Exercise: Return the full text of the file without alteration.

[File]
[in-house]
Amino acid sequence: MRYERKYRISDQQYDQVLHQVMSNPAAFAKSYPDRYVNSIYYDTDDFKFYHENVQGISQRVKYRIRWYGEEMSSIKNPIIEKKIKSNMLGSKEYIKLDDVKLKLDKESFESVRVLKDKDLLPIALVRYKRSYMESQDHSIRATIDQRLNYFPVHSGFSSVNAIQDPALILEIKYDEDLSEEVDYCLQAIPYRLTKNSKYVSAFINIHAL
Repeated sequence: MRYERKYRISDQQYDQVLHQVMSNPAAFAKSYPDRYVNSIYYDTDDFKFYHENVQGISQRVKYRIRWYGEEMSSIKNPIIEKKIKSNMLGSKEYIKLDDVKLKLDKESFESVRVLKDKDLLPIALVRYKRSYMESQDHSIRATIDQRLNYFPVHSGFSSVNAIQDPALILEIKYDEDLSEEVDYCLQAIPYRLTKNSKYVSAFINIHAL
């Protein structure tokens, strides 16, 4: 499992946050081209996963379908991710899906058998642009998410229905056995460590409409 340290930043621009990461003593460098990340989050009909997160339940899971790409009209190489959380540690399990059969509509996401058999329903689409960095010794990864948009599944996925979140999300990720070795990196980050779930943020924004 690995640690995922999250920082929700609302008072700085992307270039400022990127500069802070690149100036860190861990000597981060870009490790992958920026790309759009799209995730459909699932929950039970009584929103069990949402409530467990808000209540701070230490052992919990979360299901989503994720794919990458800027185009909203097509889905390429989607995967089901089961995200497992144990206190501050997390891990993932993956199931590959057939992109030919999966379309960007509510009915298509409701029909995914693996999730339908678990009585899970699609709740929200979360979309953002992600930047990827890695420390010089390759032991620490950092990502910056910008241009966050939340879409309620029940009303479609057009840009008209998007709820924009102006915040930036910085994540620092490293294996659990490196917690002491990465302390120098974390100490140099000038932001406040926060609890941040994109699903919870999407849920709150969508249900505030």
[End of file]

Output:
[in-house]
Amino acid sequence: MRYERKYRISDQQYDQVLHQVMSNPAAFAKSYPDRYVNSIYYDTDDFKFYHENVQGISQRVKYRIRWYGEEMSSIKNPIIEKKIKSNMLGSKEYIKLDDVKLKLDKESFESVRVLKDKDLLPIALVRYKRSYMESQDHSIRATIDQRLNYFPVHSGFSSVNAIQDPALILEIKYDEDLSEEVDYCLQAIPYRLTKNSKYVSAFINIHAL
Repeated sequence: MRYERKYRISDQQYDQVLHQVMSNPAAFAKSYPDRYVNSIYYDTDDFKFYHENVQGISQRVKYRIRWYGEEMSSIKNPIIEKKIKSNMLGSKEYIKLDDVKLKLDKESFESVRVLKDKDLLPIALVRYKRSYMESQDHSIRATIDQRLNYFPVHSGFSSVNAIQDPALILEIKYDEDLSEEVDYCLQAIPYRLTKNSKYVSAFINIHAL
């Protein structure tokens, strides 16, 4: 499992946050081209996963379908991710899906058998642009998410229905056995460590409409 340290930043621009990461003593460098990340989050009909997160339940899971790409009209190489959380540690399990059969509509996401058999329903689409960095010794990864948009599944996925979140999300990720070795990196980050779930943020924004 690995640690995922999250920082929700609302008072700085992307270039400022990127500069802070690149100036860190861990000597981060870009490790992958920026790309759009799209995730459909699932929950039970009584929103069990949402409530467990808000209540701070230490052992919990979360299901989503994720794919990458800027185009909203097509889905390429989607995967089901089961995200497992144990206190501050997390891990993932993956199931590959057939992109030919999966379309960007509510009915298509409701029909995914693996999730339908678990009585899970699609709740929200979360979309953002992600930047990827890695420390010089390759032991620490950092990502910056910008241009966050939340879409309620029940009303479609057009840009008209998007709820924009102006915040930036910085994540620092490293294996659990490196917690002491990465302390120098974390100490140099000038932001406040926060609890941040994109699903919870999407849920709150969508249900505030």